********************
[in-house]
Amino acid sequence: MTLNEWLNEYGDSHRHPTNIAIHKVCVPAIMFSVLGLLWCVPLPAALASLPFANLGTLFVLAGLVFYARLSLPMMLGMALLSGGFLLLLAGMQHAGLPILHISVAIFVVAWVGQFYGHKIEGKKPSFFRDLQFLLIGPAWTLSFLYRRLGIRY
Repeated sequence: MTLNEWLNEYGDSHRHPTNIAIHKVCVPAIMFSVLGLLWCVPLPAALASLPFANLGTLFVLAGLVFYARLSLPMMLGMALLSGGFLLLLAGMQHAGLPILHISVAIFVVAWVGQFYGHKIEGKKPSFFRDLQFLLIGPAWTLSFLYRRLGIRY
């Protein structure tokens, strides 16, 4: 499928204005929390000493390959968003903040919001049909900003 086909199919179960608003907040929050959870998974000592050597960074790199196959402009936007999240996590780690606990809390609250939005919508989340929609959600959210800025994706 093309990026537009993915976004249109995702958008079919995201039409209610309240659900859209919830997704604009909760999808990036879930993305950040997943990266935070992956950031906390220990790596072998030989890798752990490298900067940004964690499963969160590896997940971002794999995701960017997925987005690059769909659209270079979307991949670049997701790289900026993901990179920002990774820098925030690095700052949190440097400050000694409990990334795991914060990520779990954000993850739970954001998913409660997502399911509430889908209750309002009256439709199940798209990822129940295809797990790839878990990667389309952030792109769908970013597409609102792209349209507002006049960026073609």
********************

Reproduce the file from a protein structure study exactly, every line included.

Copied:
[in-house]
Amino acid sequence: MTLNEWLNEYGDSHRHPTNIAIHKVCVPAIMFSVLGLLWCVPLPAALASLPFANLGTLFVLAGLVFYARLSLPMMLGMALLSGGFLLLLAGMQHAGLPILHISVAIFVVAWVGQFYGHKIEGKKPSFFRDLQFLLIGPAWTLSFLYRRLGIRY
Repeated sequence: MTLNEWLNEYGDSHRHPTNIAIHKVCVPAIMFSVLGLLWCVPLPAALASLPFANLGTLFVLAGLVFYARLSLPMMLGMALLSGGFLLLLAGMQHAGLPILHISVAIFVVAWVGQFYGHKIEGKKPSFFRDLQFLLIGPAWTLSFLYRRLGIRY
């Protein structure tokens, strides 16, 4: 499928204005929390000493390959968003903040919001049909900003 086909199919179960608003907040929050959870998974000592050597960074790199196959402009936007999240996590780690606990809390609250939005919508989340929609959600959210800025994706 093309990026537009993915976004249109995702958008079919995201039409209610309240659900859209919830997704604009909760999808990036879930993305950040997943990266935070992956950031906390220990790596072998030989890798752990490298900067940004964690499963969160590896997940971002794999995701960017997925987005690059769909659209270079979307991949670049997701790289900026993901990179920002990774820098925030690095700052949190440097400050000694409990990334795991914060990520779990954000993850739970954001998913409660997502399911509430889908209750309002009256439709199940798209990822129940295809797990790839878990990667389309952030792109769908970013597409609102792209349209507002006049960026073609």